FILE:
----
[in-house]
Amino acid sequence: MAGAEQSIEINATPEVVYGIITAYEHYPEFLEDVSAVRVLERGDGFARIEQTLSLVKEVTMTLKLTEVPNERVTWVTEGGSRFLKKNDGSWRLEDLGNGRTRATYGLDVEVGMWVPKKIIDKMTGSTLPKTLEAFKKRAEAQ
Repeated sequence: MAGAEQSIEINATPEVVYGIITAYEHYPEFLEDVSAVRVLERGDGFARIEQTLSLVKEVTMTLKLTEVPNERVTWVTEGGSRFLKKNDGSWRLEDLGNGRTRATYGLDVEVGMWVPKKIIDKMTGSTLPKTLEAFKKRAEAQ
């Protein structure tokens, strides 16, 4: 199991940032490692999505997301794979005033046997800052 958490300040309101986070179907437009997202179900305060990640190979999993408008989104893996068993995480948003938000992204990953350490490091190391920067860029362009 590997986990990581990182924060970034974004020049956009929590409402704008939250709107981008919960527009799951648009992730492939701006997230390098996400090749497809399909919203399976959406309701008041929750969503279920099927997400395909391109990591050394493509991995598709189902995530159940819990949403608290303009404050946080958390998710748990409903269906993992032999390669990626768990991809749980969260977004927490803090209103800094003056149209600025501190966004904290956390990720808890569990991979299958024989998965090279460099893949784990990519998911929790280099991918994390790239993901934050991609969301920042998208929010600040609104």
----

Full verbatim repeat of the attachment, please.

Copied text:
[in-house]
Amino acid sequence: MAGAEQSIEINATPEVVYGIITAYEHYPEFLEDVSAVRVLERGDGFARIEQTLSLVKEVTMTLKLTEVPNERVTWVTEGGSRFLKKNDGSWRLEDLGNGRTRATYGLDVEVGMWVPKKIIDKMTGSTLPKTLEAFKKRAEAQ
Repeated sequence: MAGAEQSIEINATPEVVYGIITAYEHYPEFLEDVSAVRVLERGDGFARIEQTLSLVKEVTMTLKLTEVPNERVTWVTEGGSRFLKKNDGSWRLEDLGNGRTRATYGLDVEVGMWVPKKIIDKMTGSTLPKTLEAFKKRAEAQ
């Protein structure tokens, strides 16, 4: 199991940032490692999505997301794979005033046997800052 958490300040309101986070179907437009997202179900305060990640190979999993408008989104893996068993995480948003938000992204990953350490490091190391920067860029362009 590997986990990581990182924060970034974004020049956009929590409402704008939250709107981008919960527009799951648009992730492939701006997230390098996400090749497809399909919203399976959406309701008041929750969503279920099927997400395909391109990591050394493509991995598709189902995530159940819990949403608290303009404050946080958390998710748990409903269906993992032999390669990626768990991809749980969260977004927490803090209103800094003056149209600025501190966004904290956390990720808890569990991979299958024989998965090279460099893949784990990519998911929790280099991918994390790239993901934050991609969301920042998208929010600040609104």